KABUL (Reuters) - U.S. Secretary of State John Kerry held meetings late into the night on Friday in an effort to resolve Afghanistan’s disputed presidential election, warning the two candidates that the country’s transition to a self-reliant state hung in the balance unless the credibility of the vote was restored.
The deadlock over the vote has raised concerns about a smooth transition of power in Afghanistan, a concern for Washington as most U.S.-led forces withdraw from the country this year.
Kerry had rushed to Kabul earlier on Friday in a hastily-arranged visit for talks with the two presidential contenders, Abdullah Abdullah and Ashraf Ghani, as well as incumbent President Hamid Karzai and other Afghan officials.
A senior U.S. official said Kerry would hold a second round of talks on Saturday with all sides to weigh several ideas.
Speaking on condition of anonymity, the official said conversations focussed on ways to ensure a thorough review of the vote count that would be acceptable to both sides as well as ideas for building an inclusive and broad-based national government.
Asked whether the possibility of a unity government was raised, the official said: “We certainly hope that it is a government that is unified, but I’m not going to define what that looks like.”
“A lot of the conversations were being (held) in listening mode, hearing what was important to the candidates and their constituents, and trying to assess what was out there,” the official said, describing the conversations as constructive and substantive.
Preliminary results from a June 14 runoff vote put Ghani, a former World Bank official, in the lead, but Abdullah rejected the result, calling it a “coup” against the people and his aides have threatened to set up an alternative administration.
“The election legitimacy hangs in the balance, the future potential of the transition hangs in the balance, so we have a lot to do,” Kerry said before his meetings with Jan Kubis, the U.N. special envoy to Afghanistan.
“Our hopes are that there is a road that can be found that will provide that capacity for the questions to be answered, for people’s doubts to be satisfied, and hopefully for a future to be defined. But I can’t tell you that that’s going to be an automatic at this point.”
U.S. officials said there were several ideas currently being discussed among the parties to resolve the crisis. During both meetings with the presidential contenders, Kerry said the United States considered the vote results as preliminary.
Abdullah’s rejection of the outcome has set the stage for a possible bloody standoff between ethnic groups or even secession of parts of the fragile country, which is already deeply divided along tribal lines.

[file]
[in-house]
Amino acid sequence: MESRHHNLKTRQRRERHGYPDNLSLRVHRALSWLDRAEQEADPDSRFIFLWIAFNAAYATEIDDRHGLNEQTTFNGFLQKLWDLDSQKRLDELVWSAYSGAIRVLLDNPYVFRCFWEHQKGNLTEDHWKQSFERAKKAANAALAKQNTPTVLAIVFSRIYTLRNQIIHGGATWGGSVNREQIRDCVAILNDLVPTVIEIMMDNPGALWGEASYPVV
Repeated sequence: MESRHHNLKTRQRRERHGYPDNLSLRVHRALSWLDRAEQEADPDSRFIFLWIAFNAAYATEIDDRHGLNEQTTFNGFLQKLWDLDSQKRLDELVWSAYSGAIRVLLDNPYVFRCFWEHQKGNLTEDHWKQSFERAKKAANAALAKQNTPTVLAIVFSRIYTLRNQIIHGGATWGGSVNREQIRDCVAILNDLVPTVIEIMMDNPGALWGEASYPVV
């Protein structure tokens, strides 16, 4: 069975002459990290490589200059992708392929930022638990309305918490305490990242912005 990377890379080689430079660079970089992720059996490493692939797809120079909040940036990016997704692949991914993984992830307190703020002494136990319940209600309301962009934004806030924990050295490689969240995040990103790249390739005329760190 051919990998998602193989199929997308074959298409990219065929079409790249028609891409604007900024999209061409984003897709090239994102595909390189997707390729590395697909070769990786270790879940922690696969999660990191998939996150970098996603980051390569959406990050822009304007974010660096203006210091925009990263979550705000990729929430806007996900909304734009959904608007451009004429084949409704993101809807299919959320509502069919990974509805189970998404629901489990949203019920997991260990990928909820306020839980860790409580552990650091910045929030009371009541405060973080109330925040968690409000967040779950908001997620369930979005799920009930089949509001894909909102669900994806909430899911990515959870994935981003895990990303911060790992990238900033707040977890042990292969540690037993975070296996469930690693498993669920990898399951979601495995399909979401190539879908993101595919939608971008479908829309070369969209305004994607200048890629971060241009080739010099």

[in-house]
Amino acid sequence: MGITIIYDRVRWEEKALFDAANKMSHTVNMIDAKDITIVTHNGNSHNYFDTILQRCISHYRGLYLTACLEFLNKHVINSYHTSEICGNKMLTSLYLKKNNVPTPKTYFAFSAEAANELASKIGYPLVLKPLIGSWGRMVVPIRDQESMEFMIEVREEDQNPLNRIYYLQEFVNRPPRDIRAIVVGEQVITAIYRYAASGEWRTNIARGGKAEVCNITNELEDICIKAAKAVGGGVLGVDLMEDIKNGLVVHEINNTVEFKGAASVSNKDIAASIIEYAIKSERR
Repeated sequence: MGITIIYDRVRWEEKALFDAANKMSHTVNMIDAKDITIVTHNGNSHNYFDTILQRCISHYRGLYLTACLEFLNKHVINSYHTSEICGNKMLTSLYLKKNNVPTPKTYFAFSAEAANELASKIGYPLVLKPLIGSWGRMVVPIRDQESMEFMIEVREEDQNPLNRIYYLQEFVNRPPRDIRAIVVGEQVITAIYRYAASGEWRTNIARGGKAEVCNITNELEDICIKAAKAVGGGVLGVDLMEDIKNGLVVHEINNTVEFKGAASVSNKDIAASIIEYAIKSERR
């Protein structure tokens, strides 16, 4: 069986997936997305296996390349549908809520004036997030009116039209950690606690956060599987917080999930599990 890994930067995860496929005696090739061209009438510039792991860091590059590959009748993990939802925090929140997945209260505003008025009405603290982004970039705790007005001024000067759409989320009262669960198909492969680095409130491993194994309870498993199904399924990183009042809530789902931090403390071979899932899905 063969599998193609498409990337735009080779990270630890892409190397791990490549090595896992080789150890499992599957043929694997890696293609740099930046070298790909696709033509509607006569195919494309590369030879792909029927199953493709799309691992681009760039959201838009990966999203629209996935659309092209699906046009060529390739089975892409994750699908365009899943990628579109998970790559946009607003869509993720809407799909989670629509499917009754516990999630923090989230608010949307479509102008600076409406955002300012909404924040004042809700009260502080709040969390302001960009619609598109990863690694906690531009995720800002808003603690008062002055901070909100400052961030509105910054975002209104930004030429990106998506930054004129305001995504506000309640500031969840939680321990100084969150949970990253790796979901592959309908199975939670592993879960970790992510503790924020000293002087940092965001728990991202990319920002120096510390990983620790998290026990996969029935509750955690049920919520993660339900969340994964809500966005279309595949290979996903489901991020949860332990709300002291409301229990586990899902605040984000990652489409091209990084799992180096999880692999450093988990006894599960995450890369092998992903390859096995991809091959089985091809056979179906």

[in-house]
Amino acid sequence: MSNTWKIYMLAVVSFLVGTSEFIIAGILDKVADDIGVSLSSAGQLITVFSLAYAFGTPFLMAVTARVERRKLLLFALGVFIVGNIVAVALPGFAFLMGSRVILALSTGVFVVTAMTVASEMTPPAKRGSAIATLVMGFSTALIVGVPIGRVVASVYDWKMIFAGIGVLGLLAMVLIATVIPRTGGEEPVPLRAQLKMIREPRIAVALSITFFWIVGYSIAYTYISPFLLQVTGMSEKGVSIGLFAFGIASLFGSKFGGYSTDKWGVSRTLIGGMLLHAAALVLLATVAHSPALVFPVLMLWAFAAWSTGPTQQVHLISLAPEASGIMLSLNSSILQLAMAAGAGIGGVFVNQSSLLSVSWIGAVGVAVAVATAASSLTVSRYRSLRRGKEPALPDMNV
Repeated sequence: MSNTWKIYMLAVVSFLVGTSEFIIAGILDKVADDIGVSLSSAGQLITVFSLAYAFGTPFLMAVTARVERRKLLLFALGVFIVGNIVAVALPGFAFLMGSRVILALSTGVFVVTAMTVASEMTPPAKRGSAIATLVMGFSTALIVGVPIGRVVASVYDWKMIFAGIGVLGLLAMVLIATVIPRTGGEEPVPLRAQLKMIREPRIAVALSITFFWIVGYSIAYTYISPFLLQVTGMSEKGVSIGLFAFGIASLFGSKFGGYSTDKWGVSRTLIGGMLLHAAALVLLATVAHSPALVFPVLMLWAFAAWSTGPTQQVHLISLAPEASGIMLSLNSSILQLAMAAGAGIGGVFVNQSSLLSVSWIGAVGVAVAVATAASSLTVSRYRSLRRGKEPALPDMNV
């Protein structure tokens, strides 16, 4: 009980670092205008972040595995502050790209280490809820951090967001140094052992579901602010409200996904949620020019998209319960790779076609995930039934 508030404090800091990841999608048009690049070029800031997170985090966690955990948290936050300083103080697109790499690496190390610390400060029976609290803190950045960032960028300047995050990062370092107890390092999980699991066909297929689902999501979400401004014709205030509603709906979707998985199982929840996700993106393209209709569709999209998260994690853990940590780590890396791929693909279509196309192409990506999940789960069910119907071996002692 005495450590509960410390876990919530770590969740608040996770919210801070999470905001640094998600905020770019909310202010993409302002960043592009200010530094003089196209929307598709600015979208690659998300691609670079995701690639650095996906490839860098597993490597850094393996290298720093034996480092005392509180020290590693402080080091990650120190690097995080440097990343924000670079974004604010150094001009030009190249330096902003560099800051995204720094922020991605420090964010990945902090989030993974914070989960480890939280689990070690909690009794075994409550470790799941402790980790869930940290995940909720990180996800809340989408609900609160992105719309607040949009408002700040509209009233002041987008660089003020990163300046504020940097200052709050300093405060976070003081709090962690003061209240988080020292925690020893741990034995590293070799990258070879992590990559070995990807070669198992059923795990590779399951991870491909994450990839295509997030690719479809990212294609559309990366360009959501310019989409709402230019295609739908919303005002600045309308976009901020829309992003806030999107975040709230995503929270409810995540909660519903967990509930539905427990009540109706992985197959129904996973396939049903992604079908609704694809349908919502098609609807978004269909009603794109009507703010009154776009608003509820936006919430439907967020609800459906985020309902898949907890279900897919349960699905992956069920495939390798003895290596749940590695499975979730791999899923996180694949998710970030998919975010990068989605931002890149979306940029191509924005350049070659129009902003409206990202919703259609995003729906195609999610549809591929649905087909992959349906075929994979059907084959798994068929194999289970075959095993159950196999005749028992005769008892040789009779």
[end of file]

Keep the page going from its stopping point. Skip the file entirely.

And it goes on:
Ghani, speaking earlier, said he favoured a comprehensive audit. “Our commitment is to ensure that the election process enjoys the integrity and the legitimacy that the people of Afghanistan and the world will believe in,” he said. “Therefore, we believe in the most intensive and extensive audit possible to restore faith.”
Abdullah, for his part, said after meeting Kerry: “At a very critical time, you have proved your commitment to Afghanistan, to saving Afghanistan and saving the democratic process here.”
U.S. State Department spokeswoman Jen Psaki told Reuters that an agreement on a broad review of the votes would be an initial step to enable the candidates to talk through their differences.
“Secretary Kerry’s goal is to help the parties find a way forward that ensures that the next president of Afghanistan has a credible mandate to lead a unified Afghanistan,” she said.
The United States believes the results of the final tally in the second round should not be released until the audits have been completed.
Abdullah, a former anti-Taliban resistance fighter, draws his support from the Tajik minority in the north of the country. Ghani has strong support from Pashtun tribes in the south and east. Kerry has warned that any effort to resolve the dispute through violence or any “extra-constitutional means,” would cause the United States to withdraw assistance to Afghanistan.
The United States is in the process of withdrawing its forces from the country after 12 years of fighting Taliban insurgents, but remains the country’s biggest foreign donor, helping to fund the operations of the Afghan government.
A senior State Department official said if Washington withdrew support, other donors were likely to follow and that would have a significant impact on the government’s actions.
“Both sides have expressed to the secretary that they want to get to an outcome that is credible, transparent and accepting,” the official told reporters en route to Kabul, speaking on condition of anonymity.
“We’re not asking them to do something they don’t want themselves.”
Writing by Lesley Wroughton and Maria Golovnina; editing by Clarence Fernandez and G Crosse